The United Nations has set offices to coordinate the enormous task of assisting Haitians devastated by the earthquake as international rescue teams combed Port-au-Prince for survivors, UN Secretary General Ban Ki-Moon said Friday.
The UN was also to launch on Friday a flash appeal for 550 million dollars in emergency funds to assist the quake-ravaged country. Most of the urgently needed money will go to provide food, water and medical supplies to help the quake victims immediately.
Ban said he will “very soon” visit Haiti for a first-hand assessment of the humanitarian conditions in one of the world’s poorest countries.
The UN Stabilization Mission in Haiti (MINUSTAH), with 7,000 military troops and 2,000 international police, was badly hit by the earthquake. There are also about 3,000 civilian personnel, both foreigners and locals.
On Friday, the UN confirmed 37 deaths among its mission, with 36 MINUSTAH troops and a staffer for the World Food Programme killed.
About 330 UN personnel remain missing or unaccounted for. Many of the those missing could be Haitians who had returned home to their families, but not contacted the UN.
There was yet any confirmation about the fate of MINUSTAH chief Hedi Annabi and his deputy Luiz Carlos da Costa, who were among those buried in the rubble of the UN main headquarters.
“We are as keen as you about finding out the picture,” said UN spokesman Martin Nesirky.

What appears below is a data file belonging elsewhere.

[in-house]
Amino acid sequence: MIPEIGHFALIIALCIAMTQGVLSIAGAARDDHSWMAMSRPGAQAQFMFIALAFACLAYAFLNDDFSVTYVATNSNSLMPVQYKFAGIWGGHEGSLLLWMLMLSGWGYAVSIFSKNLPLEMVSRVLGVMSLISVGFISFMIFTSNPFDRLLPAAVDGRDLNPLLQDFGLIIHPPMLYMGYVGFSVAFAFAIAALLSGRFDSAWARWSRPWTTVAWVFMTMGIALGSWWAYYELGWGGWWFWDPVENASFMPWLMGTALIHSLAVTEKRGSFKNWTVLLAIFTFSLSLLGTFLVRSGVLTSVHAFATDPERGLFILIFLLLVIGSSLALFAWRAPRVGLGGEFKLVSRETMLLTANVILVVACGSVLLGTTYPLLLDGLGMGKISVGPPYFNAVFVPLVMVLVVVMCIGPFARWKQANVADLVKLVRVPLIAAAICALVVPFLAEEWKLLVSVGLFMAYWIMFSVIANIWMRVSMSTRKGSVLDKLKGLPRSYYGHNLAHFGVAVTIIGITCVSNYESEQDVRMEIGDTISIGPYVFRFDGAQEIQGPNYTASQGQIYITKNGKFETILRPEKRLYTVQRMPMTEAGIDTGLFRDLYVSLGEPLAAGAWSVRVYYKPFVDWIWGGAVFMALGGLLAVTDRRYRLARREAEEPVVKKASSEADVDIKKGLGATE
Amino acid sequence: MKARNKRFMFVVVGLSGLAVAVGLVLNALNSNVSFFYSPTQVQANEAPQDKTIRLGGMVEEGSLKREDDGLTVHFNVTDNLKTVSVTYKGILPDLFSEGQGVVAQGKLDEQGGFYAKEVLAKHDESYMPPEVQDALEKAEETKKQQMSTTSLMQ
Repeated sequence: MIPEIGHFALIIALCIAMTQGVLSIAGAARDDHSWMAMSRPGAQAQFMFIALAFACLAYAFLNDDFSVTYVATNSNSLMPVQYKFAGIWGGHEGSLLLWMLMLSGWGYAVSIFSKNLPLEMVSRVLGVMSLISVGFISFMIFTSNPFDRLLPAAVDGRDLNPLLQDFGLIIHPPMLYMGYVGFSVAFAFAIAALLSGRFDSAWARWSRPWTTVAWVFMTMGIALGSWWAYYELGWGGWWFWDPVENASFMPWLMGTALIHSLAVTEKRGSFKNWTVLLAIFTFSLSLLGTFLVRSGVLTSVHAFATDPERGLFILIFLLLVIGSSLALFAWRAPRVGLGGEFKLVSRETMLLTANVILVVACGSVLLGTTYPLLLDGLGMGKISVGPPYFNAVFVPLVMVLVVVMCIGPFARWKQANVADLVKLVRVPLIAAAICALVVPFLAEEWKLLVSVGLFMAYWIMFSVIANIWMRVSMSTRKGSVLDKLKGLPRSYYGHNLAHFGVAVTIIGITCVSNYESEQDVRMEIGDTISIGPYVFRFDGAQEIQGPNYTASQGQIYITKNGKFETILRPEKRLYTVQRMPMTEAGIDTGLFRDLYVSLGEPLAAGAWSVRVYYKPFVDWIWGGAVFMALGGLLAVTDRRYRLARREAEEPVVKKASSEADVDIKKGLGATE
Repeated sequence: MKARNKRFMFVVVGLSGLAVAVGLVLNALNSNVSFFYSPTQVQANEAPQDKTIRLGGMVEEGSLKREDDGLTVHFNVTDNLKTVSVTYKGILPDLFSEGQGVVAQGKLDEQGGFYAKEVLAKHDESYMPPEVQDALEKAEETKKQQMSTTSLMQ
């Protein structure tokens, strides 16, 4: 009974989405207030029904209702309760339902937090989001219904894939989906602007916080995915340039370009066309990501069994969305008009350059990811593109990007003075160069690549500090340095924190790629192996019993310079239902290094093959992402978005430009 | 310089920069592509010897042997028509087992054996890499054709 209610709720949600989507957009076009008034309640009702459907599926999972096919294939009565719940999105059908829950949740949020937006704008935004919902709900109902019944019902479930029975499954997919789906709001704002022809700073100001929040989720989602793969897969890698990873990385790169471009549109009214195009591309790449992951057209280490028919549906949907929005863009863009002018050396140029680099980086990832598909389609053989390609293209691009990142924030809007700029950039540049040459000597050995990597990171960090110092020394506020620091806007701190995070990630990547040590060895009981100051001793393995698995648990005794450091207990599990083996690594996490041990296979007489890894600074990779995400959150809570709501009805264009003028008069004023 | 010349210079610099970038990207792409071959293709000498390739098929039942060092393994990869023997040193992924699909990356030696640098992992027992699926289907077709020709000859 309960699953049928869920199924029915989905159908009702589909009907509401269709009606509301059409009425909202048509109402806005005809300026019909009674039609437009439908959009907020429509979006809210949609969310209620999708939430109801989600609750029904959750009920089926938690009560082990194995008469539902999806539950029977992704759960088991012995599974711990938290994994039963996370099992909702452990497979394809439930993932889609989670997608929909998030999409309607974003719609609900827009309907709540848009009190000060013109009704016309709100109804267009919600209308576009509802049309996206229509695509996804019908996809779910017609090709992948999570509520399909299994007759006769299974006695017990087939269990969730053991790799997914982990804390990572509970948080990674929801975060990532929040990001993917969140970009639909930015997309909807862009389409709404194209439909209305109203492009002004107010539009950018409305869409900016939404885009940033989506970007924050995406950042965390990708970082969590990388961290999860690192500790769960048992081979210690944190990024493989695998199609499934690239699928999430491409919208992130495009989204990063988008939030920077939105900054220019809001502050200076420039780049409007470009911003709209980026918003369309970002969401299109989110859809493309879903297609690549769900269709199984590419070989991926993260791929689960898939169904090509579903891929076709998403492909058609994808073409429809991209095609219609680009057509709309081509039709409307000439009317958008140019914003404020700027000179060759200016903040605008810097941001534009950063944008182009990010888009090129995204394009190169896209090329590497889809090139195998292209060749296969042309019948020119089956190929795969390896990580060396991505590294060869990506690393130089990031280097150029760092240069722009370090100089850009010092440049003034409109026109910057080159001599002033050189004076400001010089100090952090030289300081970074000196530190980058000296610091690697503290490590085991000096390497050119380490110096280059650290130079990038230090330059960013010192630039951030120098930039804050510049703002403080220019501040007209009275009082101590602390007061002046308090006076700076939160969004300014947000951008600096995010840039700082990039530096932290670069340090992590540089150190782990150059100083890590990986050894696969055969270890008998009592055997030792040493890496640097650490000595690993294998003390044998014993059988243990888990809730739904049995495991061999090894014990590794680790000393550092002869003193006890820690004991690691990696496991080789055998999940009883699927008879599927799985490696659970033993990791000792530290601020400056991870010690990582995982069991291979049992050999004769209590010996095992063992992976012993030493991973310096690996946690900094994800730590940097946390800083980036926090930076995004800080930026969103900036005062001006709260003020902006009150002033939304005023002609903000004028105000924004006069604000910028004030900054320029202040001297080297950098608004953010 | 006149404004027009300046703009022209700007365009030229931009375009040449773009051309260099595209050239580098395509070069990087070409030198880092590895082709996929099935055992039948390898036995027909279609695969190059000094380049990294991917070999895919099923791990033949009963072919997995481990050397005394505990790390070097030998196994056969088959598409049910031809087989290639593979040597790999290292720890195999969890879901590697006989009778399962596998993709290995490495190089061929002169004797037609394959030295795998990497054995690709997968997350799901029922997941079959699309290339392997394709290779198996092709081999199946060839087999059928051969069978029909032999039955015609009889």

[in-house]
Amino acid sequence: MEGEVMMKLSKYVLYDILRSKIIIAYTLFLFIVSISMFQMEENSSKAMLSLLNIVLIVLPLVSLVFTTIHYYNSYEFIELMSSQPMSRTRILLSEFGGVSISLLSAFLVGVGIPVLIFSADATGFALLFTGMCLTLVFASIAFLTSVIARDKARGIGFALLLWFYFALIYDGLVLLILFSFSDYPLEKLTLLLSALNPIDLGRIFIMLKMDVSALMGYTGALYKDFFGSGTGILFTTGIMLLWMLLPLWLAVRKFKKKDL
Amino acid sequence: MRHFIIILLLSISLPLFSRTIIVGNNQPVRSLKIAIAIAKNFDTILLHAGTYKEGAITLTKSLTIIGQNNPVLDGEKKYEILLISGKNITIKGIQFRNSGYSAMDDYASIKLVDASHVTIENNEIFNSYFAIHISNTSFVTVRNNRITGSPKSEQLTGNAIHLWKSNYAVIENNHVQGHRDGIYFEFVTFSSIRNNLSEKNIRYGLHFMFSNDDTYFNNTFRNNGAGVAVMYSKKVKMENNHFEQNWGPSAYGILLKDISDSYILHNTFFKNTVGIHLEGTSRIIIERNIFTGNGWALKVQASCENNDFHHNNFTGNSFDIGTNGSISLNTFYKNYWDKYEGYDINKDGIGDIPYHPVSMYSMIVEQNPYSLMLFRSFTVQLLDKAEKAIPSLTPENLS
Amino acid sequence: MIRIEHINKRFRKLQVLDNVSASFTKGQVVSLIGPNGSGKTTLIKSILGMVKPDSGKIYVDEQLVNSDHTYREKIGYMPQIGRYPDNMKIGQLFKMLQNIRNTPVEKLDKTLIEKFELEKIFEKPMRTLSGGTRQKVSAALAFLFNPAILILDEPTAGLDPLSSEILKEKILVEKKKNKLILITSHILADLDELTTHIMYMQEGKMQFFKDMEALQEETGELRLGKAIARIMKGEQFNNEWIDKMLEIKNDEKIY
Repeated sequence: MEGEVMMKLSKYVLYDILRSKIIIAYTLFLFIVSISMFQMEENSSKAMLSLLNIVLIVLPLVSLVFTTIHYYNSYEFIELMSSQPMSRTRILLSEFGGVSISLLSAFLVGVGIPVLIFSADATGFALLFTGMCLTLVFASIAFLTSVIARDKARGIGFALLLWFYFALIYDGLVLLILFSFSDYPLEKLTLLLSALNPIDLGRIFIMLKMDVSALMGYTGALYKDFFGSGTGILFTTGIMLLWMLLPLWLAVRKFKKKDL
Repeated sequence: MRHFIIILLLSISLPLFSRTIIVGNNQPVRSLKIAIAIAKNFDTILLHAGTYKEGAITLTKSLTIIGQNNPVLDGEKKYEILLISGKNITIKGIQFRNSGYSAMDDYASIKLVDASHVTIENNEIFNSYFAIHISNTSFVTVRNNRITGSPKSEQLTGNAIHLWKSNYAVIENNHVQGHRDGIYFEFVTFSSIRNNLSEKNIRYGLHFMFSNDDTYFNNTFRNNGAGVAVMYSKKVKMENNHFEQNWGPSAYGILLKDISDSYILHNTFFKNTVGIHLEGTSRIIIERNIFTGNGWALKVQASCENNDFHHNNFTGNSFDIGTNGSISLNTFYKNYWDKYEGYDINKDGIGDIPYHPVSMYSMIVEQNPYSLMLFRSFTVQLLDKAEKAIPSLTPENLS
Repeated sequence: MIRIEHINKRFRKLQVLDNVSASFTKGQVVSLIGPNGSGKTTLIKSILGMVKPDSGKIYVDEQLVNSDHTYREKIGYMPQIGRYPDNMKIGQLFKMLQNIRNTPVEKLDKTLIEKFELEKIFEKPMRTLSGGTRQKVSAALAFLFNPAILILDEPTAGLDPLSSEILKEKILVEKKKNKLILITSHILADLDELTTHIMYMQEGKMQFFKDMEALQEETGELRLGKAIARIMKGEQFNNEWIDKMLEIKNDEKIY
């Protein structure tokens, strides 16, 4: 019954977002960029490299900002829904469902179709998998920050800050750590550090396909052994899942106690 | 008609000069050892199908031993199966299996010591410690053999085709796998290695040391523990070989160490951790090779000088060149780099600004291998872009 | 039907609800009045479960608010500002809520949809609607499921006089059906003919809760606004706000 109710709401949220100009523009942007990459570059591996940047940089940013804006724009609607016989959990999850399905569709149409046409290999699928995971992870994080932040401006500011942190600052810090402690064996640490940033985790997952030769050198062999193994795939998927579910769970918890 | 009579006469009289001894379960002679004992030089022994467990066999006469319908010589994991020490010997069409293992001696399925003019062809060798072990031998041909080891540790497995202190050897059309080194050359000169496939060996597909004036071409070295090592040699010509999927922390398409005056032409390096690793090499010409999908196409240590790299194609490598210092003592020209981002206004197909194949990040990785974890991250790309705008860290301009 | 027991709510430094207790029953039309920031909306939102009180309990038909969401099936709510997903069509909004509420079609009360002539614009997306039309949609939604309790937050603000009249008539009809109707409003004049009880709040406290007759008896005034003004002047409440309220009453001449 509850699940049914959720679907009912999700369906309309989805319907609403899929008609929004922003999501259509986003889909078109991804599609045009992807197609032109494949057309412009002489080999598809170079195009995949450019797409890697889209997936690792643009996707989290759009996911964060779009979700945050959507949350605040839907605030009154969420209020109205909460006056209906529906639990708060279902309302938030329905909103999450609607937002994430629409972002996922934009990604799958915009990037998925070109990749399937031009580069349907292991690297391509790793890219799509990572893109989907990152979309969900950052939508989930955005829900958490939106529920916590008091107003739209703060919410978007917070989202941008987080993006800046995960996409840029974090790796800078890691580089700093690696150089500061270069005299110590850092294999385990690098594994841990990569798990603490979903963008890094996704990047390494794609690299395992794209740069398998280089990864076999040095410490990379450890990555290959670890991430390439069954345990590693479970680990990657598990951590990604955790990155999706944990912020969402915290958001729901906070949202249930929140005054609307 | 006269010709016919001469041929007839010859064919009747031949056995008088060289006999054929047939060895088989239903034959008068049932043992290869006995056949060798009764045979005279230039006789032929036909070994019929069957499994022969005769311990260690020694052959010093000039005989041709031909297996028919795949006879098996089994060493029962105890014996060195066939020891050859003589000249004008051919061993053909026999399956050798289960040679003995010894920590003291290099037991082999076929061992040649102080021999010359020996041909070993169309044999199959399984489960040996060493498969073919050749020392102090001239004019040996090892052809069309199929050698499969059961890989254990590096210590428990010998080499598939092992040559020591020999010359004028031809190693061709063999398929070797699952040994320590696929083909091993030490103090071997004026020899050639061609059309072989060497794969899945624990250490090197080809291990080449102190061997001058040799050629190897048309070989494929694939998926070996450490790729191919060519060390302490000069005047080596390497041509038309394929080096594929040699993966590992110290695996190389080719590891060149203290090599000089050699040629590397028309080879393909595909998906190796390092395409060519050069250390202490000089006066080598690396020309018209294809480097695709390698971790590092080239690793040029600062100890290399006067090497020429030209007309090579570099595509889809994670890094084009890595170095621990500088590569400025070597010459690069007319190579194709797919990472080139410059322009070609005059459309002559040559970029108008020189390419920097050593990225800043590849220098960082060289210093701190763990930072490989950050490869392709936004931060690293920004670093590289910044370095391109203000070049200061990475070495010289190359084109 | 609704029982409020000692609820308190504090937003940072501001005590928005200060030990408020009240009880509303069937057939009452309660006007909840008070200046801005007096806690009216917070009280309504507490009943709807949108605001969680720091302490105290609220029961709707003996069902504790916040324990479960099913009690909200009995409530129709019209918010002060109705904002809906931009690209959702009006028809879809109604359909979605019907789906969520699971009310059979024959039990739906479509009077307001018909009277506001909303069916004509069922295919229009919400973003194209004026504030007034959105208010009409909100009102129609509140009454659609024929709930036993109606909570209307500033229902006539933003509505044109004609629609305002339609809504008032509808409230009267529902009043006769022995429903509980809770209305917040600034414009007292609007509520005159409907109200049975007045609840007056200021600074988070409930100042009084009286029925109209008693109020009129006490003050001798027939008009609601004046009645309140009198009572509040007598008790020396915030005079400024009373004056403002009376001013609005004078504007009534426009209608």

Ban said the UN has established a UN Disaster Assessment and Coordination Team at international airport to coordinate the search and rescue efforts of 27 international teams.
“Reports on the extent of the devastation in Haiti are still coming in, each seemingly worse than the last,” Ban said, adding that half of Port au Prince and other affected areas has been destroyed. The area has 3 million people.
“A major humanitarian effort is now well underway,” he said. “Although it is inevitably slower and more difficult than any of us would wish, we are mobilizing all resources as fast as we possibly can.”
“Search and rescue remains a monumental effort. Heavy lifting equipment is still urgently needed,” he said.
Ban said the quick response from the international community has been “generous and robust.”
“We urgently need medical supplies and, even more, emergency medical personnel,” he said.